Donald Tusk’s government has won a parliamentary vote of confidence sparked by a scandal over leaked tapes of Polish senior officials.
PM Donald Tusk had told parliament that without a pledge of majority support he would not be able to effectively represent Poland in the EU.
The apparently secret recordings have been released by Wprost magazine.
In one, Foreign Minister Radoslaw Sikorski allegedly says that Poland’s alliance with the US is worthless.
Donald Tusk’s government has won a parliamentary vote of confidence sparked by a scandal over leaked tapes of Polish senior officials
In another, Central Bank head Marek Belka and Interior Minister Bartlomiej Sienkiewicz are apparently heard discussing how the bank could help the governing party win re-election in 2015; such action would be in violation of the bank’s independence.
All have said their words were taken out of context and they deny any wrongdoing.
Wprost said it obtained the recordings from a businessman.
In Wednesday’s vote, Donald Tusk’s centre-right two-party coalition received backing from 237 lawmakers, with 203 against in the 460-member parliament. The prime minister needed a simple majority of 231 for the vote of confidence to pass.
Donald Tusk had called for the vote before heading to the EU summit in Brussels later this week.
The secret recordings were made over several months at locations including high-end Warsaw restaurants.
In a speech to parliament earlier on Wednesday, Donald Tusk said he believed a criminal group was behind the recordings.
Polish prosecutors say they have charged two people with illegally recording conversations and were questioning two more.
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Polish Justice Minister Marek Biernacki has said a controversial raid to find leaked tapes that embarrassed the government “should have never taken place”.
Marek Biernacki said the raid on the offices of news magazine Wprost had raised “legitimate concerns”.
Wprost published an alleged private conversation in which the head of Poland’s central bank discusses the next election with a minister.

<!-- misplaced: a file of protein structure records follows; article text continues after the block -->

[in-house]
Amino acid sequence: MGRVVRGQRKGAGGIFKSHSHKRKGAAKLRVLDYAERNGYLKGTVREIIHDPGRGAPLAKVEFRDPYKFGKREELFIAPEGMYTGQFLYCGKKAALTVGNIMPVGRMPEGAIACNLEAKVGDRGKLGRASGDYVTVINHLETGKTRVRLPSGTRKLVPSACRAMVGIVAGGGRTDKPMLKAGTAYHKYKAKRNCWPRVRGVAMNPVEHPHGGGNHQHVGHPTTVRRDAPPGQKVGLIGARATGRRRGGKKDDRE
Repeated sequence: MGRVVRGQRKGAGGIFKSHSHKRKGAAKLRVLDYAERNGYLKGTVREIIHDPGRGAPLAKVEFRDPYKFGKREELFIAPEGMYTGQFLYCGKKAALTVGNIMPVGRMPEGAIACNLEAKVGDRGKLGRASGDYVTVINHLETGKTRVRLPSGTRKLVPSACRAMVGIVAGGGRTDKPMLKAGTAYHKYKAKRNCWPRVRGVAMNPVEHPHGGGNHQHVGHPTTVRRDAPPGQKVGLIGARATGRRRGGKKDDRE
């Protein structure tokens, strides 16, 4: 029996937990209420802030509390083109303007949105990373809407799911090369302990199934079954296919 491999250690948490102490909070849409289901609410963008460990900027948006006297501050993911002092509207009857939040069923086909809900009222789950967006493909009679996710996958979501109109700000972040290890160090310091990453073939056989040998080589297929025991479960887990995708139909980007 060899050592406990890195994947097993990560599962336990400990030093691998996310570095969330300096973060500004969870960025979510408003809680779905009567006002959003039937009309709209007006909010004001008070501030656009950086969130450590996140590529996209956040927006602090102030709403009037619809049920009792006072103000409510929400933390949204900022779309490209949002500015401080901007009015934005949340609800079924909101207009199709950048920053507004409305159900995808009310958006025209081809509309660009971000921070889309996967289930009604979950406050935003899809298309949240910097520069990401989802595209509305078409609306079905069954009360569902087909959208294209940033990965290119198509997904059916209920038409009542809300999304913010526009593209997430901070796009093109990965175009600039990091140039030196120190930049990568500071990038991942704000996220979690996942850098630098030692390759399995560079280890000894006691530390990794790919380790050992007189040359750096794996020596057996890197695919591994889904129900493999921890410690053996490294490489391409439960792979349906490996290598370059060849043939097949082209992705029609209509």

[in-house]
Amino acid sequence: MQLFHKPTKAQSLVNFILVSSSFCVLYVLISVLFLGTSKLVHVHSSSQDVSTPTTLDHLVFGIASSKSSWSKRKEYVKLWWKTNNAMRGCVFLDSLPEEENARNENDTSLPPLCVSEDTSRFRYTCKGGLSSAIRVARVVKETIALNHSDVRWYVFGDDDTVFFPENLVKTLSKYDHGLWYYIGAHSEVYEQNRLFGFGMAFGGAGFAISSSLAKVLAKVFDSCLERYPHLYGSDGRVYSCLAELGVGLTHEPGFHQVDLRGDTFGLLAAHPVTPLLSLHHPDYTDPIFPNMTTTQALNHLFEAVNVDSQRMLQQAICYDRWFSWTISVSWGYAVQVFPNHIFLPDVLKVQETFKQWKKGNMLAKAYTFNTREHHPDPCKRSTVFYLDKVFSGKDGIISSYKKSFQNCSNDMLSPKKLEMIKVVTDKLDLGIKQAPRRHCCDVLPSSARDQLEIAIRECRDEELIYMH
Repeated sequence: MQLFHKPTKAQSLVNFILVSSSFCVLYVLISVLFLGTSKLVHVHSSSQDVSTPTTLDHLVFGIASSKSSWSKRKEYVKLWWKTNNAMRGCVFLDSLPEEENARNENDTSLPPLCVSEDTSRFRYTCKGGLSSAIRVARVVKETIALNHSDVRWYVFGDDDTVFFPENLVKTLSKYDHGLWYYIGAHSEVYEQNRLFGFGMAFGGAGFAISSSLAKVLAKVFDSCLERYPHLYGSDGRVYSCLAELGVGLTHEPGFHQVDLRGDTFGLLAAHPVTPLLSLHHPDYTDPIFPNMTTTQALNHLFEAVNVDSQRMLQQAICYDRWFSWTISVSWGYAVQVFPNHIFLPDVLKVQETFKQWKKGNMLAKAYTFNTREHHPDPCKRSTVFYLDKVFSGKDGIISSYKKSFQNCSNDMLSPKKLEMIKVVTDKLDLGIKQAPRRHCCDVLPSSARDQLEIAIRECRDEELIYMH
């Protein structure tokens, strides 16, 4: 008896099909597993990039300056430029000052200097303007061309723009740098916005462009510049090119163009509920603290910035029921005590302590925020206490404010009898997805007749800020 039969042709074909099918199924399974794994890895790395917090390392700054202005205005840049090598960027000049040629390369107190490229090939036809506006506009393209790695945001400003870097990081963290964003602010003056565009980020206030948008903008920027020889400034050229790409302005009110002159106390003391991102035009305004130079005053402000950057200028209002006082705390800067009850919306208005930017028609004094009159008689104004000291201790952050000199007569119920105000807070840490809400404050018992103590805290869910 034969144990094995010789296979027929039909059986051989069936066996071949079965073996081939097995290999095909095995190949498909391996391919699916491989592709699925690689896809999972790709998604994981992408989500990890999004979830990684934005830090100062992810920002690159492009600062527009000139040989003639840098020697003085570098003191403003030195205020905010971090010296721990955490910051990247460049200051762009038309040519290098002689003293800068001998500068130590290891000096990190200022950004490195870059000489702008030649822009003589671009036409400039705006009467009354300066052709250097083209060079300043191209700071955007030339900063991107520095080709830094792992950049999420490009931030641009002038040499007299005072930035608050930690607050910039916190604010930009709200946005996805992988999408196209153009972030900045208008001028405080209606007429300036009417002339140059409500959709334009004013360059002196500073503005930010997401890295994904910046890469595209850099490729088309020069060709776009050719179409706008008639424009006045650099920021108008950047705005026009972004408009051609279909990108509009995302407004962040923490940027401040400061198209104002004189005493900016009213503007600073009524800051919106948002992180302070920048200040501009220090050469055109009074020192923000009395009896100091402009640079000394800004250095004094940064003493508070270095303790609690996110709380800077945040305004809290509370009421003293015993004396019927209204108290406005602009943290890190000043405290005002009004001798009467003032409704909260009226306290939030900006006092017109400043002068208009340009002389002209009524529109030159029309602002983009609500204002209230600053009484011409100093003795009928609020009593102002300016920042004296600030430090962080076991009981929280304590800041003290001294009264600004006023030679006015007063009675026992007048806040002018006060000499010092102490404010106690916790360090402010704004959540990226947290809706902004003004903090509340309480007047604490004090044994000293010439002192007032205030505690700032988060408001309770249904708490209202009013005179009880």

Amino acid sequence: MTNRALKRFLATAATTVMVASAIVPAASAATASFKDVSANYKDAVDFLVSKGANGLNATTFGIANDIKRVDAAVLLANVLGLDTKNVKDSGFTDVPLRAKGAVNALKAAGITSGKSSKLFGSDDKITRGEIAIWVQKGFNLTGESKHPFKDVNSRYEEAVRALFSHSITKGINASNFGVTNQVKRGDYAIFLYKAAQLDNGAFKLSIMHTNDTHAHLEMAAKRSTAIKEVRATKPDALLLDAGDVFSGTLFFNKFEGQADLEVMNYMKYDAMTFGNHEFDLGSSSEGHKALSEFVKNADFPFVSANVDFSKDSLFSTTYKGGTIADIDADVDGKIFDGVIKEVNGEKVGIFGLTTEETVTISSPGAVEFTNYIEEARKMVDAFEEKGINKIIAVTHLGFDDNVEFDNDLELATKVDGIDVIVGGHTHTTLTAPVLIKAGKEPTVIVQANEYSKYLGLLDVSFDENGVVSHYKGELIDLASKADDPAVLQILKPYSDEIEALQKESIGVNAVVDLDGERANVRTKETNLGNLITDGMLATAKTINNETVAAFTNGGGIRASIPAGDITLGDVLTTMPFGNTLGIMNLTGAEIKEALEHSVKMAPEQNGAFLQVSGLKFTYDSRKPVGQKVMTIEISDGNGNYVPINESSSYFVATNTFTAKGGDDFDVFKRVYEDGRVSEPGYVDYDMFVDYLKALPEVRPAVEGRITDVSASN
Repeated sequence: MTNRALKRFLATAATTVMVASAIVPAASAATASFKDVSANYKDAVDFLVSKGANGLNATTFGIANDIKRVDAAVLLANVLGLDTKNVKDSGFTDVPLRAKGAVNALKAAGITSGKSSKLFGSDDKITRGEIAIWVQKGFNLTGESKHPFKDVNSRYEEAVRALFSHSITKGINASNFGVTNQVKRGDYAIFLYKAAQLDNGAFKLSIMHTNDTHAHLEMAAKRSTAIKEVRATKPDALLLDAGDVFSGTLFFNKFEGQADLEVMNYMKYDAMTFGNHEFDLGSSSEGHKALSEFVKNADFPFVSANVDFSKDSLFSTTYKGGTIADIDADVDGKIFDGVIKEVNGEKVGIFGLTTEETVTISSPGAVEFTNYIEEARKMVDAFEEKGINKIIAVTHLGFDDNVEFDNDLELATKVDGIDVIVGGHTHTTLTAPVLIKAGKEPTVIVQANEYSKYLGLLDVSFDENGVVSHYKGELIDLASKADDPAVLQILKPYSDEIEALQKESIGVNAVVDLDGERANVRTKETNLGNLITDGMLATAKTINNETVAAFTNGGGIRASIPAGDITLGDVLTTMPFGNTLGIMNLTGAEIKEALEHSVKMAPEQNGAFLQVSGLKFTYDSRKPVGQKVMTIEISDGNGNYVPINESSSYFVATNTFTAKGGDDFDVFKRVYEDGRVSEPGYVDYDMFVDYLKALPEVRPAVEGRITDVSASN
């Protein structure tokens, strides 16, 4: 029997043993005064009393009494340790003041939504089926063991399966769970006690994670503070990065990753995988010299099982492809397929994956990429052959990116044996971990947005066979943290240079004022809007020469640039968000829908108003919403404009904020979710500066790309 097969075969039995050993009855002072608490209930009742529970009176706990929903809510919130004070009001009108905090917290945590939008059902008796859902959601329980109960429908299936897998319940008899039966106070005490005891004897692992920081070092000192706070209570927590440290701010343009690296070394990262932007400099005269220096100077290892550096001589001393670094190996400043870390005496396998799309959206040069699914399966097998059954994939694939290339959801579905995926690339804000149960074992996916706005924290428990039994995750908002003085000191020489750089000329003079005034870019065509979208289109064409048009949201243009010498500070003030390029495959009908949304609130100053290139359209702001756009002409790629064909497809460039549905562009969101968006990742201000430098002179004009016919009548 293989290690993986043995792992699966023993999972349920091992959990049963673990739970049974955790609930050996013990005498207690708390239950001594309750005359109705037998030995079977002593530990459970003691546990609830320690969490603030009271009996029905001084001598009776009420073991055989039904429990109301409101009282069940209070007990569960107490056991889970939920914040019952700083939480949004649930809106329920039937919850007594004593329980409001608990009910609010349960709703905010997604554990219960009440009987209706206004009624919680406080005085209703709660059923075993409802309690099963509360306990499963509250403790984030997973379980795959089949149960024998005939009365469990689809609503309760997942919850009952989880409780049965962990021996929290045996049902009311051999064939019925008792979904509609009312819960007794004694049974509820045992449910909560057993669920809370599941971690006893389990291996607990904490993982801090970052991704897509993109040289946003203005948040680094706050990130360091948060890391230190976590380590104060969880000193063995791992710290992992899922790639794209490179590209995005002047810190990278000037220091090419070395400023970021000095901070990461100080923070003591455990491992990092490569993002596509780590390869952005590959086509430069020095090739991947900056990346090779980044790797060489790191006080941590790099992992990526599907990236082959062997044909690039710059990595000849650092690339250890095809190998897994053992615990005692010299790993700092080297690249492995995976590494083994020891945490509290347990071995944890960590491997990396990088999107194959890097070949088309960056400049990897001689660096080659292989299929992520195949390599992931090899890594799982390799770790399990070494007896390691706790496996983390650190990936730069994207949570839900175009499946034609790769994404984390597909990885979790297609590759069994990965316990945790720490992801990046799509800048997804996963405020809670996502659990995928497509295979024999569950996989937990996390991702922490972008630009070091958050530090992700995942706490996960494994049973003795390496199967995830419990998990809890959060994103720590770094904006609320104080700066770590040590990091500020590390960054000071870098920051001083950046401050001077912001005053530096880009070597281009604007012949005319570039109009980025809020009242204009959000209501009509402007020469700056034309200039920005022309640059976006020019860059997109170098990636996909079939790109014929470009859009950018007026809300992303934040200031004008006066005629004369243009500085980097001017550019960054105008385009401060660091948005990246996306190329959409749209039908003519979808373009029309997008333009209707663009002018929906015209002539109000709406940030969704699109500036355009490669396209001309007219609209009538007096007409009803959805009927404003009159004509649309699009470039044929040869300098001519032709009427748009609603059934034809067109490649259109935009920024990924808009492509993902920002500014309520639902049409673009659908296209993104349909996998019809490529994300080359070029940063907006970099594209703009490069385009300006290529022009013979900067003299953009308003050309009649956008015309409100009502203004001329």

Under Polish law, the central bank must remain independent of politics.
Transcripts of the recordings, made at a restaurant in Warsaw popular with politicians, were published earlier this week.
A Polish prosecutor, accompanied by state security agents, raided Wprost’s offices overnight on Wednesday
In the recording, Interior Minister Bartlomiej Sienkiewicz is allegedly heard talking to Marek Belka, head of the National Bank of Poland.
Marek Belka is apparently heard calling for Finance Minister Jacek Rostowski to be removed in return for the bank’s support in the event of an economic crisis.
Jacek Rostowski was replaced four months later – but PM Donald Tusk denies this was as a result of the taped discussion.
Donald Tusk backed both men on Monday and said the leaked recordings were “an attempt at a coup d’etat, bringing down the Polish government by illegal means”.
A prosecutor, accompanied by state security agents, raided Wprost‘s offices overnight on Wednesday and its editor said “physical force” had been used in an attempt to seize his laptop.
Justice Minister Marek Biernacki said the prosecutors’ actions could be considered as “too far-reaching” and raise “legitimate concerns about breaching of journalistic confidentiality”.
Michal Krolikowski, the Justice Ministry’s undersecretary of state, added to the criticism, saying there had been “several legal deficiencies and some errors” in the operation.
The emergence of the tapes and the government’s handling of the situation has put Donald Tusk under severe pressure.
On Thursday the prime minister said “the only solution” would be a snap election if “the crisis in confidence” continued.
Donald Tusk and his centre-right coalition won a second term in office at the October 2011 parliamentary election.
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